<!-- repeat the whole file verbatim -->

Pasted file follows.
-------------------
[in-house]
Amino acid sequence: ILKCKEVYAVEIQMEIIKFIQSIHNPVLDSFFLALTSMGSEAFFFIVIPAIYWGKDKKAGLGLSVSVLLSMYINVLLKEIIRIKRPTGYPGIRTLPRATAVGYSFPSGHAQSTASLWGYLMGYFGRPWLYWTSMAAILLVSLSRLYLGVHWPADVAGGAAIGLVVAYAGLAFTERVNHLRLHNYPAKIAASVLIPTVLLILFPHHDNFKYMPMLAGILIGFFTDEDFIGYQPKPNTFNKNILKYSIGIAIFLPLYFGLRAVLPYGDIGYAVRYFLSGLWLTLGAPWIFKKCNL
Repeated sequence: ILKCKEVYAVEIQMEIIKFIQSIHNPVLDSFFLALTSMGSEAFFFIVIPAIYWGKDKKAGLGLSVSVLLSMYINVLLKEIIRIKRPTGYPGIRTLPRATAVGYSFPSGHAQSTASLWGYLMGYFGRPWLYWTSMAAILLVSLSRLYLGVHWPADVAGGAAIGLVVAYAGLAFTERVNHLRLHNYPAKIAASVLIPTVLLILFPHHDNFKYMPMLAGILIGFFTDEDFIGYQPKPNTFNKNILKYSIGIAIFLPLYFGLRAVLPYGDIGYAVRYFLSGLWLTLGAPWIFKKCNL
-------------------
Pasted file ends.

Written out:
[in-house]
Amino acid sequence: ILKCKEVYAVEIQMEIIKFIQSIHNPVLDSFFLALTSMGSEAFFFIVIPAIYWGKDKKAGLGLSVSVLLSMYINVLLKEIIRIKRPTGYPGIRTLPRATAVGYSFPSGHAQSTASLWGYLMGYFGRPWLYWTSMAAILLVSLSRLYLGVHWPADVAGGAAIGLVVAYAGLAFTERVNHLRLHNYPAKIAASVLIPTVLLILFPHHDNFKYMPMLAGILIGFFTDEDFIGYQPKPNTFNKNILKYSIGIAIFLPLYFGLRAVLPYGDIGYAVRYFLSGLWLTLGAPWIFKKCNL
Repeated sequence: ILKCKEVYAVEIQMEIIKFIQSIHNPVLDSFFLALTSMGSEAFFFIVIPAIYWGKDKKAGLGLSVSVLLSMYINVLLKEIIRIKRPTGYPGIRTLPRATAVGYSFPSGHAQSTASLWGYLMGYFGRPWLYWTSMAAILLVSLSRLYLGVHWPADVAGGAAIGLVVAYAGLAFTERVNHLRLHNYPAKIAASVLIPTVLLILFPHHDNFKYMPMLAGILIGFFTDEDFIGYQPKPNTFNKNILKYSIGIAIFLPLYFGLRAVLPYGDIGYAVRYFLSGLWLTLGAPWIFKKCNL